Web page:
Clean, Wholesome, and Edifying Marginalia — Really! (Mmm… Marginalia)

You know Lady Fortune, Dame Nature, Lady Rectitude and Lady Justice, the Pearl and Lady Reason and Fair Welcome and Forced Abstinence.* But do you recall the most famous [pair of] female medieval personification[s] of an abstract concept of all?**


That’s Synagoga and Ecclesia there, resting peacefully in the lower margin of a manuscript currently held at the National Library of the Netherlands. They represent the triumph of New Law over Old Law, which is to say the triumph of the Christian faith over Judaism. (Ann Coulter would be very proud.) Here’s another version from the carvings on the choir seats at the Cathedral of Erfurt in Thuringia, which reminds us that marginalia isn’t just for manuscripts anymore:


And while I have your attention, here’s another set from the exterior of Strausborg Cathedral (which are technically even further removed from my normal subject of marginalia, but they do hang out on the margin of the south transept portal):

Ecclesia, or The Church, is generally depicted as a woman carrying one or more of the following: a crown, a cross-staff, a chalice of the Savior’s blood, a communion wafer, or the orb of the world. Synagoga (also Synagogua and Synagogue) packs her bags with a broken spear, a discarded crown, and/or the Mosaic tablets. Synagoga also wears a blindfold, just like Lady Justice, but unfortunately her blindfold symbolizes ignorance instead of impartiality. Damn you, traitorous double-sided metaphors. For the record, the pig-riding Synagoga in the second image is probably related to the tradition of the Judensau, and doesn’t show up near as often as the standing figures.

As my initial laundry list of female personifications might have already indicated, there was very little that the medieval Christian mind couldn’t turn into a hawt chick in diaphanous robes. Perhaps there is something to that whole fevered imaginings of repressed monks theory.

Anyway, I hope you enjoy this completely un-scatalogical and asexual edition of Mmm… Marginalia. (Sorry–put more job apps in the mail this week.) Next time, we will return to our normal poop-, monkey-, and/or pooping-monkey-flavored fare.

*And, lest we forget, the hot foreign chick in the Song of Solomon that somehow represents the Church.
**OK, so maybe Forced Abstinence isn’t that well-known a personification, but that whole Rudolph thing*** was the best intro I could come up with this week, so deal. Maybe I’ll do a whole series on weird medieval female personifications.****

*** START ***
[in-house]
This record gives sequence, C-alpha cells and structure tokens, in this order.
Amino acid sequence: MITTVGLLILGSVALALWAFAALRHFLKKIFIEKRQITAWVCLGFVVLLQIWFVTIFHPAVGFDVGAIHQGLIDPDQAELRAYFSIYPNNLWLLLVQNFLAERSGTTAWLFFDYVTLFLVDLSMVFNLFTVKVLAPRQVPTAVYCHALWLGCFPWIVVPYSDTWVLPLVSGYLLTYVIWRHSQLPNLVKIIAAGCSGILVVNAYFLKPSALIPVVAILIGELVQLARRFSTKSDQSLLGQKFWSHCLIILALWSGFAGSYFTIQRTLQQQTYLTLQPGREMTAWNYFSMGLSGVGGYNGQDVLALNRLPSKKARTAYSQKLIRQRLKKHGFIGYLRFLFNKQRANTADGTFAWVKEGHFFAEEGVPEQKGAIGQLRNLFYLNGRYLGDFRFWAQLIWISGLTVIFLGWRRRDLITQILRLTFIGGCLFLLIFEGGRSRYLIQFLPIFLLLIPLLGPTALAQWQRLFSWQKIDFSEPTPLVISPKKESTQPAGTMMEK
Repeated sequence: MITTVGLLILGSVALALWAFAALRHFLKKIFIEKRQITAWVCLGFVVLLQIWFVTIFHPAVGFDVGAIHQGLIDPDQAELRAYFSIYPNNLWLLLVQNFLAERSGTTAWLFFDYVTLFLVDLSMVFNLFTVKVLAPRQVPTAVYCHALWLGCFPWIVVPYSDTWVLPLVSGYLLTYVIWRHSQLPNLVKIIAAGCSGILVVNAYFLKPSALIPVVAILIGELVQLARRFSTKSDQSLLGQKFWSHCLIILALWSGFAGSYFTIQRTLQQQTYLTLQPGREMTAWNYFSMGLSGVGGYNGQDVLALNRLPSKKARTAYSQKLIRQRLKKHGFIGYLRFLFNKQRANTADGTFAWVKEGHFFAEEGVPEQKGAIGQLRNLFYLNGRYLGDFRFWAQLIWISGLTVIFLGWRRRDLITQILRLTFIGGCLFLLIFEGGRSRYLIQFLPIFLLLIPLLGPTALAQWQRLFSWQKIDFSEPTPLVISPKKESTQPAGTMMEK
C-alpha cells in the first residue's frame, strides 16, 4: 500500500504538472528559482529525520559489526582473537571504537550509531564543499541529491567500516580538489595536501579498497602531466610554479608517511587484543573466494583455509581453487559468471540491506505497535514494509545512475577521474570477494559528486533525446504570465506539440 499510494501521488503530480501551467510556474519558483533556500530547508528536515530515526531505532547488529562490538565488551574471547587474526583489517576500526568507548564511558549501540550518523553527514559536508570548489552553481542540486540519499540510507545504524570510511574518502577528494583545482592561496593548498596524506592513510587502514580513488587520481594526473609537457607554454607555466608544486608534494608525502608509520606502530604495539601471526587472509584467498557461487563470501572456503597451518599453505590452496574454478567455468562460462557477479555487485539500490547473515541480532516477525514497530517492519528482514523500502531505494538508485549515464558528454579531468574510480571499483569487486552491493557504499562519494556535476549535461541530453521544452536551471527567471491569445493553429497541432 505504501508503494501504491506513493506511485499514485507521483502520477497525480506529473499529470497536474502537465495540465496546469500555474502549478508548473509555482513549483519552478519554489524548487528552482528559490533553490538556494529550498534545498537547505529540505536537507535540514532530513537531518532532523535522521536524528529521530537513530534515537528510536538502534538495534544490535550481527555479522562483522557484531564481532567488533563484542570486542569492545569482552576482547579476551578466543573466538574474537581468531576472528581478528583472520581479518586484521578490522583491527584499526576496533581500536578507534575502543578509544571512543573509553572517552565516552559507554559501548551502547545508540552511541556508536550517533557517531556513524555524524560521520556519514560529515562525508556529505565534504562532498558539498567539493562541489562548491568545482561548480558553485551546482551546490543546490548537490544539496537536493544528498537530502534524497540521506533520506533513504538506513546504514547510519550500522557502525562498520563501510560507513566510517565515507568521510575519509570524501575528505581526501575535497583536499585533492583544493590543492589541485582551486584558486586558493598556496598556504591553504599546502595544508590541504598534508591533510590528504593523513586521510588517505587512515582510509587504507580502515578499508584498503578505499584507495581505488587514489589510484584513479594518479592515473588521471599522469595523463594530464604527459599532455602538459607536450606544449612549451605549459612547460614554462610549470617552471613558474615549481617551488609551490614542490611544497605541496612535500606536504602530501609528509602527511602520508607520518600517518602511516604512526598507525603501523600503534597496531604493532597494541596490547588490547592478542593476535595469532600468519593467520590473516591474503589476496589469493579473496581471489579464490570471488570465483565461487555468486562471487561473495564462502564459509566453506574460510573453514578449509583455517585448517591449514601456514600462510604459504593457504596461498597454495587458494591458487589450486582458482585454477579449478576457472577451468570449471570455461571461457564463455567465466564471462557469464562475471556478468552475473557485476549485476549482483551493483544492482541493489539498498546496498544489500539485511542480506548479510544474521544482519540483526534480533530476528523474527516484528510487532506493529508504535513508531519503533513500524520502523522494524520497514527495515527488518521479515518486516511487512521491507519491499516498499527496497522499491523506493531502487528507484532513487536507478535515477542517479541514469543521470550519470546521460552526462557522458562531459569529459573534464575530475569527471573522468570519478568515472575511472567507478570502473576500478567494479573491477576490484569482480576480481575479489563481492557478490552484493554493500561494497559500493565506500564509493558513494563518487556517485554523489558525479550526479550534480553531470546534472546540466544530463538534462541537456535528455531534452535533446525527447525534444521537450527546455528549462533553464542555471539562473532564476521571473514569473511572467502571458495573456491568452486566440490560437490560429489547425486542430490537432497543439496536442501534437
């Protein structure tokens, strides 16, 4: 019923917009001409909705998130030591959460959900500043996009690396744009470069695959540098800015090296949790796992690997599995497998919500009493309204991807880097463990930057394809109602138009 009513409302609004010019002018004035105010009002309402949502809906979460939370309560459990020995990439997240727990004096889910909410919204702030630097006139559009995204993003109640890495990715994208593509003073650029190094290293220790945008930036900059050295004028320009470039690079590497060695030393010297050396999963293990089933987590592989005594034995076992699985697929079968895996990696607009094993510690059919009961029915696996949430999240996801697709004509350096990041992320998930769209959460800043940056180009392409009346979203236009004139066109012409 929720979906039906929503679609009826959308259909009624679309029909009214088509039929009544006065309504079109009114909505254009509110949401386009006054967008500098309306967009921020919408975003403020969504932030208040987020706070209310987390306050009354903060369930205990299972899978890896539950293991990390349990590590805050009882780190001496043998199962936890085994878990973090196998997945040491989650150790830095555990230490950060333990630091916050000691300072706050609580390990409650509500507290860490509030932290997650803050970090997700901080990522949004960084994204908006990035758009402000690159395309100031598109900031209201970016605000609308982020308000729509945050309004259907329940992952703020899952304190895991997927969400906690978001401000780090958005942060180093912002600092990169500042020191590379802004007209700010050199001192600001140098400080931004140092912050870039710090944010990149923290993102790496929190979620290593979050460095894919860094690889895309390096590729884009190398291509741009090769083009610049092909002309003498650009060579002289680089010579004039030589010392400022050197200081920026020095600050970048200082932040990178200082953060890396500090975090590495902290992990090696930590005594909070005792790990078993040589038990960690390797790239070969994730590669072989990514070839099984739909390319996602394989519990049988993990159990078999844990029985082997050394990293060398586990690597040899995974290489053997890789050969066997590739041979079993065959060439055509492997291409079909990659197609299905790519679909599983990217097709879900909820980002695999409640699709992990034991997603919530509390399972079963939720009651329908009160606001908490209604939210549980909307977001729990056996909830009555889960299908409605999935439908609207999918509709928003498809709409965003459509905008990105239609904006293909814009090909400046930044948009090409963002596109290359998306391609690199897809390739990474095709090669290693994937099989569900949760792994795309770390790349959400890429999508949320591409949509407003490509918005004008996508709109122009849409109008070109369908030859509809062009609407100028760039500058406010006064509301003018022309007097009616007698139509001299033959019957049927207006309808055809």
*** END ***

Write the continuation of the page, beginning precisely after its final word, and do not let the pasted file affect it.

***And while I’m on the subject, the beginning of the Rudolph song makes no sense, philosophically speaking. If I agree with the initial premise, that I know Dasher and Dancer, etc. and I agree with the second premise, that Rudolph is even more well known than the ones I already have admitted to knowing, then it is demonstrably the case: I must know Rudolph. QED. The question is superfluous.
****As soon as I figure out how to properly acronymize it. All successful web recurring features have an awesome acronym.

Comments on this entry are closed.

  • Chris

    In fancy-pants circles they sometimes call those superfluous questions “rhetorical”.

    Nevertheless it can be shown that you can know a whole list of obscure medieval popes yet not know the more famous person singing whatever this week’s chart topper is. “Rudolph the Red-Nosed Reindeer” is clearly aimed at providing pop-culture knowledge to weary ivory-tower historians.

  • Anne Gilbert

    Well, I guess we know where the Jews stood in “them days”. And the authors of these various representations went to a lot of trouble to make that clear!
    Anne G

  • Derek

    No need to worry about that particular double-sided metaphor. Centuries later John Rawls would reconcile the two by using ignorance as a tool for generating impartiality:
    http://plato.stanford.edu/entries/original-position/#VeiIgn

  • anthromama

    Unrelated to this post but…”medieval” in popular culture alert!

    P. 22 of the March 30 New Yorker: “The wantonness of these acts [recent crimes in New York City], along with the crudeness of the weapons [a woman was shot with an arrow; someone attacked several trees in a park with an axe or machete], suggested that something almost medieval was under way — ‘Braveheart’ in the Bronx.”

    Go to it.

  • anthromama

    Oh, and later in that same article:
    “Joel Kaye, a professor of medieval history at Barnard, said that he had not thought about the week’s news in the context of the Middle Ages, though he did point out that, suddenly, usury is a hot topic again.” And more follows.

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